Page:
Warnings over e-cigarettes are alarmist – and increasing their use could save many lives, researchers have said.
For every million smokers who switch to e-cigarettes, more than 6,000 lives a year could be saved, according to the University College London team.
Meanwhile another group of London-based experts has attacked criticism of e-cigarettes as “misleading”.
Last week the World Health Organization called for e-cigarette use to be banned in public places and workplaces.
The WHO said this was because they could increase the levels of some toxins and nicotine in the air.
Its report also warned about the risk of e-cigarettes acting as a gateway by which non-smokers might start smoking real cigarettes.
But the UCL team said the numbers of non-smokers using e-cigarettes amounted to less than 1% of the population, according to the Smoking Toolkit study, a monthly survey of smokers in England.
Prof Robert West added that even though some toxins were present in vapour from e-cigarettes the concentrations were very low.“You have to be a bit crazy to carry on smoking conventional cigarettes when there are e-cigarettes available,” he said.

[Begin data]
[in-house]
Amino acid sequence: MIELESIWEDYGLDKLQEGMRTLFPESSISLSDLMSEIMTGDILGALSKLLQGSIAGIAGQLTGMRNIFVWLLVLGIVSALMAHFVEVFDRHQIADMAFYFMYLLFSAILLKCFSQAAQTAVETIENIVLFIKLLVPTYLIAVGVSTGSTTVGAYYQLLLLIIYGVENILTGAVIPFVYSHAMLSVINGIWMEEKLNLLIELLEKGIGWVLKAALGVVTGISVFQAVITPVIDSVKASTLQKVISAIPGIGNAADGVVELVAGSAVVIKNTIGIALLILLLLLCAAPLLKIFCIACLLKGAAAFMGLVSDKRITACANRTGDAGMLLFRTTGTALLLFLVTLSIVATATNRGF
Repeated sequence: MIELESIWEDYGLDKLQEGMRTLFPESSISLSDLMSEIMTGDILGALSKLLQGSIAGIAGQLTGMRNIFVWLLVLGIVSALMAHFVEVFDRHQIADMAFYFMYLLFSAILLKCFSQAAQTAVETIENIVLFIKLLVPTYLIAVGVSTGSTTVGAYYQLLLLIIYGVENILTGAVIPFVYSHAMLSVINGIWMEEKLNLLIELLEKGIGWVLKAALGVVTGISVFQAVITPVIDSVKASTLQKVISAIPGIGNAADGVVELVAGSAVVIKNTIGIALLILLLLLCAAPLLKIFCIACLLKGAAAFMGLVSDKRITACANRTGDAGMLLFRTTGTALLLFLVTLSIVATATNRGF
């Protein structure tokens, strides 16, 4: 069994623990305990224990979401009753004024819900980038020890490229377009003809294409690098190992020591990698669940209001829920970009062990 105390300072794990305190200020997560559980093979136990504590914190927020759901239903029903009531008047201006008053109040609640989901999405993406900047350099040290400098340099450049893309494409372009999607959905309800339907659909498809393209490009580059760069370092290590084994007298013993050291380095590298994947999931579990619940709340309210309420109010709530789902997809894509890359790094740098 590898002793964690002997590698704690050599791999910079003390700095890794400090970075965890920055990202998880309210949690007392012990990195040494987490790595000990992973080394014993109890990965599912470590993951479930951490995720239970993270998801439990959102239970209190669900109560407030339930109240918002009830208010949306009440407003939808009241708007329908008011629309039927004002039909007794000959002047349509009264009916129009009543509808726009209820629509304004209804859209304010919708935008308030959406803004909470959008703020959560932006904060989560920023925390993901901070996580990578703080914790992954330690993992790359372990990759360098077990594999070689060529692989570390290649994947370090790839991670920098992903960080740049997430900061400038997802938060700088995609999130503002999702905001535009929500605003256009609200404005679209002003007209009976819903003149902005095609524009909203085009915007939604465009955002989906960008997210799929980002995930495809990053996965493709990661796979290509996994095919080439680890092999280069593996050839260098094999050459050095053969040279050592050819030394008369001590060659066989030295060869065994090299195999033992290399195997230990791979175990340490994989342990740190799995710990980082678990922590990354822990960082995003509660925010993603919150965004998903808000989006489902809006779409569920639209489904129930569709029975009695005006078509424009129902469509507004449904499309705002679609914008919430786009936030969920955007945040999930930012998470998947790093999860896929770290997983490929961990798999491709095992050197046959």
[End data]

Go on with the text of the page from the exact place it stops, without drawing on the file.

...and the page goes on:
“The vapour contains nothing like the concentrations of carcinogens and toxins as cigarette smoke.
“In fact, concentrations are almost all well below a twentieth of cigarettes.”
Using these estimates it would mean 6,000 lives a year being saved for every million smokers who exchanged real cigarettes for e-cigarettes, he said.
If all nine million UK smokers used them that would equate to 54,000 lives saved out of the current 60,000 premature deaths, Prof West said.
His concerns were echoed by researchers at the National Addiction Centre based at King’s College London and the Tobacco Dependence Unit at Queen Mary University.
They carried out an analysis – published in the journal Addiction – of the WHO research which contributed to last week’s report.
They concluded that some of the assumptions WHO had made were “misleading”.